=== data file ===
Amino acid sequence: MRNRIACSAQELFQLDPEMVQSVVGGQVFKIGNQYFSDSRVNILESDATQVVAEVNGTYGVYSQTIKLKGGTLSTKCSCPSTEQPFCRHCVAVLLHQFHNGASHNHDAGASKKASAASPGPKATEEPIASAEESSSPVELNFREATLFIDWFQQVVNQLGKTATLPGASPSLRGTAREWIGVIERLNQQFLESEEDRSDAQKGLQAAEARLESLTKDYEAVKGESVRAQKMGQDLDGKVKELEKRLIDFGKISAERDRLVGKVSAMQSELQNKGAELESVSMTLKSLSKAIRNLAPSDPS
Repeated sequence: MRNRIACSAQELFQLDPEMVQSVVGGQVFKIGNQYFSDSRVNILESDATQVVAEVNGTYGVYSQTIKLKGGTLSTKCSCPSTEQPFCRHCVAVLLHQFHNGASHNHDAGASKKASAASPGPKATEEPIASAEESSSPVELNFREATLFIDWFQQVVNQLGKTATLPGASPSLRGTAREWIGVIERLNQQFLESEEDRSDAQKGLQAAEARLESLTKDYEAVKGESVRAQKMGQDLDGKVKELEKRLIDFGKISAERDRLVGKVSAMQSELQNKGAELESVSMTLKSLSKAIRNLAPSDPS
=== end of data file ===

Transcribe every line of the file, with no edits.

Amino acid sequence: MRNRIACSAQELFQLDPEMVQSVVGGQVFKIGNQYFSDSRVNILESDATQVVAEVNGTYGVYSQTIKLKGGTLSTKCSCPSTEQPFCRHCVAVLLHQFHNGASHNHDAGASKKASAASPGPKATEEPIASAEESSSPVELNFREATLFIDWFQQVVNQLGKTATLPGASPSLRGTAREWIGVIERLNQQFLESEEDRSDAQKGLQAAEARLESLTKDYEAVKGESVRAQKMGQDLDGKVKELEKRLIDFGKISAERDRLVGKVSAMQSELQNKGAELESVSMTLKSLSKAIRNLAPSDPS
Repeated sequence: MRNRIACSAQELFQLDPEMVQSVVGGQVFKIGNQYFSDSRVNILESDATQVVAEVNGTYGVYSQTIKLKGGTLSTKCSCPSTEQPFCRHCVAVLLHQFHNGASHNHDAGASKKASAASPGPKATEEPIASAEESSSPVELNFREATLFIDWFQQVVNQLGKTATLPGASPSLRGTAREWIGVIERLNQQFLESEEDRSDAQKGLQAAEARLESLTKDYEAVKGESVRAQKMGQDLDGKVKELEKRLIDFGKISAERDRLVGKVSAMQSELQNKGAELESVSMTLKSLSKAIRNLAPSDPS